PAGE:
- The Washington Times - Thursday, July 31, 2003

Getting leveled by Matt Bowen might turn out to be a good thing for Trung Canidate.

Bowen’s hit on the Washington Redskins running back drew coach Steve Spurrier’s ire and was the subject of endless “SportsCenter” replays Wednesday, but it also showed offensive coordinator Hue Jackson a few things he needed to know about Canidate.

“He held onto the ball — he got right back up,” Jackson said yesterday. “I’ve seen guys take a hit like that and not get up. I was very excited about that, even though it’s not something we want to have happen. It was good for me to see that happen, because I could evaluate him in that situation and see how he handled it.”

If Canidate maintains such toughness, he could win training camp’s biggest battle and retain his spot as the Redskins’ No.1 back. If not, 2000 undrafted rookie Kenny Watson has been solid, and a number of club officials believe 2002 second-round pick Ladell Betts was ready to dazzle before suffering a minor elbow injury this week.

Spurrier said yesterday that some type of running back rotation is likely during the season, and some in the organization maintain that it is possible to keep Canidate, Watson, Betts and return man/running back Chad Morton on the final roster.

Still, it’s a compelling race to see who starts. Current indications are that the starter will be the one best able to do everything required of a running back — coaches probably won’t, for example, start Canidate and eliminate the power aspects of the offense, or start Watson and try not to get him out into space. The idea is to pick the one who can do everything.

A goal line drill in yesterday’s workout allowed Canidate to demonstrate more of the toughness that was perceived to be lacking in St. Louis. After picking him in 2000’s first round, the Rams traded him in March for a fourth-round pick and journeyman guard David Loverne. A number of NFL personnel people said Canidate wouldn’t get it done in Washington either.

“People are always going to ask questions about you,” Canidate said. “I wouldn’t necessarily say it bothers me, but you can’t get too high or too low in a situation.”

Asked if he could play with power, he replied, “Definitely. You’ve got to be powerful as a running back. That can be power in your running style or creating angles to set up defenders — getting them off balance.”

Canidate is blessed with tremendous speed, but speed ultimately is just one weapon in a running back’s arsenal. Also crucial are the abilities to shed tackles, read holes, catch balls out of the backfield, chip-block and, of course, bust through the line of scrimmage on third-and-1.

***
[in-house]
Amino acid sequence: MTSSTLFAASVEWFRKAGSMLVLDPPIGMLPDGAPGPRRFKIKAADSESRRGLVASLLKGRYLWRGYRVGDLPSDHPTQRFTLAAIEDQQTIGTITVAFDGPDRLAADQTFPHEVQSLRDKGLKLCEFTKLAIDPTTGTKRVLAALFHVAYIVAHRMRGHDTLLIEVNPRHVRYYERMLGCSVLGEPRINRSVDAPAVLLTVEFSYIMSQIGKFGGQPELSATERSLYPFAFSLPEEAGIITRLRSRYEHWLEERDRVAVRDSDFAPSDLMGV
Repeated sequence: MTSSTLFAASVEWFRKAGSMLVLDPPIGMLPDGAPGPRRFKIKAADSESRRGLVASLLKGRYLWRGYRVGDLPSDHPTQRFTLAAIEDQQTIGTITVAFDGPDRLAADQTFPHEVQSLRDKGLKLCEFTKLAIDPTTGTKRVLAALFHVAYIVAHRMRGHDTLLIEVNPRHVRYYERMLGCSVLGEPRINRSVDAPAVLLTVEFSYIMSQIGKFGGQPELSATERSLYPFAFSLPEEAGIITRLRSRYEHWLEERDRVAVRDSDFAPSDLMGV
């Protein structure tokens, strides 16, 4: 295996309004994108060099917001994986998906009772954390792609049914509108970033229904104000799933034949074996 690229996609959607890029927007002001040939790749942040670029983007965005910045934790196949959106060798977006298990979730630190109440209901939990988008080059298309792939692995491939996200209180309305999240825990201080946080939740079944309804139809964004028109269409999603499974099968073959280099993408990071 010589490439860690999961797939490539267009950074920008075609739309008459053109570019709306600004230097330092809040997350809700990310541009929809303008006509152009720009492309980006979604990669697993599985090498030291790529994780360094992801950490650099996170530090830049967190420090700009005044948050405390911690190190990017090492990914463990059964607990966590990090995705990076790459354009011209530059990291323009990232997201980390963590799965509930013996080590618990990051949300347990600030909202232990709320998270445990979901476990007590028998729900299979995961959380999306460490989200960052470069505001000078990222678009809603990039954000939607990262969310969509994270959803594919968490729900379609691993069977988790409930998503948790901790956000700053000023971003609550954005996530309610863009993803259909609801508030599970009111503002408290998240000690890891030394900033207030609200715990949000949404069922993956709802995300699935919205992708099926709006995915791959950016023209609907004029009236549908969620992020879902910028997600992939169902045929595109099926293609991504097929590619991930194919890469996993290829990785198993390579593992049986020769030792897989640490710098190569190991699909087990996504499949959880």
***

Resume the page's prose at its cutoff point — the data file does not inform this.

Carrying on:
For Canidate to be Washington’s starter, he needs to make those third-and-1s.

“The other two, I know they can — I’ve watched them do it,” Jackson said. “Trung, I’m just evaluating every day in those instances and situations where it’s very tough and very critical, where he’s got to do something for us. If he proves that, then to me he’s shown enough to have an opportunity to be the guy.”

His rivals also have their backers. Watson won over a number of teammates last season by rushing for 534 yards (No.2 on the club behind Stephen Davis’ 820 yards) and catching 32 passes (No.3 on the team and No.1 among non-wide receivers). Some players said privately that Watson should be the starter.

But even if Watson plays the best, team officials still must overcome the psychological investment in Canidate and Betts. The pickup of Canidate came amid much fanfare as Washington burst into free agency, while Betts was a high-round draft pick.

Watson talked yesterday about how he still thinks like an undrafted player and how much he gained from two years alongside Davis, a Pro Bowl back with tremendous toughness who was cut because he didn’t fit Washington’s salary cap or Spurrier’s style.

Being the most like Davis and the most unheralded has led to the conventional wisdom that Watson will be cut or traded by camp’s end. But he continues to ignore such talk.

“My mindset is to focus on what I need to do to get better — as a football player, and to help this team get better,” Watson said. “I’m not worried about all the ‘odd man out’ talk. That’s out of my control.”

The excitement surrounding Betts’ possibilities came from his performance in offseason practices and the natural ability Washington saw when it drafted him. He appears to have a body capable of bursting through the middle and getting around the corner, and his growing knowledge of the offense could allow him to meet his potential after his sprained elbow heals.

“It’s frustrating,” he said of the injury. “But it’s a situation where I’m glad that it happened when it did, early on, instead of later on. If I can get it healed up and get it behind me, I can get back out there and compete.”

In any case, current activities are a warmup for when the battle really will be decided — four preseason games.

“I can’t wait to see them in a preseason game,” Jackson said. “We haven’t had a lot of situations where it’s been live, physical contact. But from what I’ve seen, they all bring something different to the table, and when it all shakes down and is said and done, I want to make sure that we have the best running backs on our team.”

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